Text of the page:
LACONIA — The revenue picture for the Belknap County Nursing Home remains uncertain following a meeting of the county convention's nursing home subcommittee last Friday and the recently announced Department of Health and Human Services move to help reduce a $58 million hole in its current budget by a $7 million cut in nursing home payments.
''There's nothing we can do until we get further information,'' subcommittee chairman Rep. Don Flanders (R-Laconia) told other members of the committee Friday after hearing an explanation from Nursing Home Administrator Mathew Logue about the nursing home's projected revenues.
Logue said that 77 percent of the nursing home's revenue comes from Medicaid, which is switching to a managed care system in 2015, which is one part of changing the model for long-term care towards a community-based care system. The change could result in people leaving the nursing home for a private care facility and taking their funding with them to that new facility.
He said that nursing home currently has 14 private care patients, who are paying $275 a day, and that the rest of the 77 patents receive Medicaid, which reimburses at $155 a day along with pro share payments of $40 a day, which are only available to public nursing homes, and other Medicaid supplements, boosting the total revenue to $215 a day.
Logue said that the cost of daily care is $315 a day, which leaves the remainder to be paid by county taxpayers.
He said that he doesn't know yet whether the pro share payments will be funded in the next state budget and noted that nursing homes generally have higher costs for care as their patients are those for whom a nursing home is the last resort and are typically older, more frail and more sickly.
Because the 2015 county budget will be finalized in March, three months before the state budget for the next two fiscal years is finalized, a supplemental or revised budget may be needed later in the year, Logue explained.
Legislators were urged to put pressure on the DHHS in order to let the county know what it should plan for.
''This is a real serious issue,'' said Flanders, who added that Belknap County commissioners might want to reassess their stance on discontinuing the practice of spreading administrative costs to the county home, noting that everything possible should be done to maximize revenue through Medicaid reimbursements.
At Monday night's meeting of the Beknap County Convention, Richard Burchell (R-Gilmanton), chairman of the Belknap County Commission, said that it was his understanding that the $7 million cut in payments to nursing homes would result in loss of $180,000 to $200,000 in revenue for the Belknap County Nursing Home.
Last Updated on Wednesday, 28 January 2015 12:01
LACONIA — Residents of Walker Street have appealed to city officials to address the congestion and appearance near its junction with Union Avenue where three businesses — Laconia Refrigeration, Lake City Auto Body and the 405 Pub & Grill — operate on three small lots on opposite sides of the street.
"It's just become too crowded," said Matt Lahey of Cottonwood Avenue, who routinely travels the street to and from home and work. "It's a failure of the planning process."
"It's awfiul," echoed Jane McFadzen, who has lived on Walker Street since 1984. "You can't even get up your own street and it's a blatant eyesore."
The problems arose in the summer of 2010. At the time, the 0.36-acre lot at 11 Walker St., at the corner with Butler Street, housed Lake City Auto Body and a rented apartment while the Galley Restaurant operated on the abutting 0.18-acre lot at 405 Union Ave. The restaurant also owned the 0.32-acre lot across the street, which served as parking for its patrons.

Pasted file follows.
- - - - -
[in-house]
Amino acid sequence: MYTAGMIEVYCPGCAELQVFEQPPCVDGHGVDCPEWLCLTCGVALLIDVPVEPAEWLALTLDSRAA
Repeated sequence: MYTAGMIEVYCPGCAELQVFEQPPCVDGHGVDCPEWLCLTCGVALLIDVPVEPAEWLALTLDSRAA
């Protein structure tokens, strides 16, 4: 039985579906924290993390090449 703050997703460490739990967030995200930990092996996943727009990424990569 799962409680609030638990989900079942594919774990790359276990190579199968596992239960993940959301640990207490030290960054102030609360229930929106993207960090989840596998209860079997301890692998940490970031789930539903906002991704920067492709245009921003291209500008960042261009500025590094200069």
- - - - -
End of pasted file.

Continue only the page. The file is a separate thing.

In the summer, Laconia Refrigeration moved from its rented space a block south on Union Avenue to share the building at 11 Walker St., then owned by William Hawkins, with Lake City Auto Body. Lahey noticed the firm moving into the building and notified the Planning Department. Kris Snow of the Planning Department wrote to Hawkins, explaining, "It has come to our attention that Laconia Refrigeration is operating at the rear of 11 Walker Street" and reminded him that the additional use required approval by the department. In particular, since there was a auto body shop and apartment already in the building, the additional use would require eight parking spaces, bringing the total parking spaces on the lot to 22.
In December 2010, over the misgivings of several residents of the neighborhood, Planning Director Shanna Saunders approved the new use of the property after the required number of parking spaces was apparently reduced to 18. The approval prescribed that all loading and unloading occur during business hours and any outdoor storage and parking be screened from neighboring residences.
In 2011, Steve Olson, the principal of Laconia Refrigeration, doing business as Fat Boy Kole LLC, purchased the lot at 11 Walker St. A year later, when the Galley Restaurant closed, Fat Boy Kole LLC acquired the lot on Union Avenue housing the restaurant and the parking lot on Walker Street at auction.
In December 2013, Fat Boy Kole LLC applied to build a 1,680 square foot storage building at the rear of the parking lot on Walker Street, informing the Planning Department that "the 23 (parking) spaces on the lot are used for the restaurant across the street."
Soon residents began encountering congestion as delivery trucks blocked the travel lanes and forklift trucks ferried heavy equipment back and forth across the street. Intended for patrons of the restaurant, portions of the parking lot have been used for outdoor storage, leaving diners to park on the street, adding to the congestion. Parking areas were not screened and fenced as prescribed and trucks and trailers were parked on Butler Street.
Earlier this month the Planning Department found Fat Boy Kole LLC in violation of city ordinances for failing to provide screening, fencing and landscaping at 11 Walker St. and for using the parking lot across the street for outdoor storage without approval.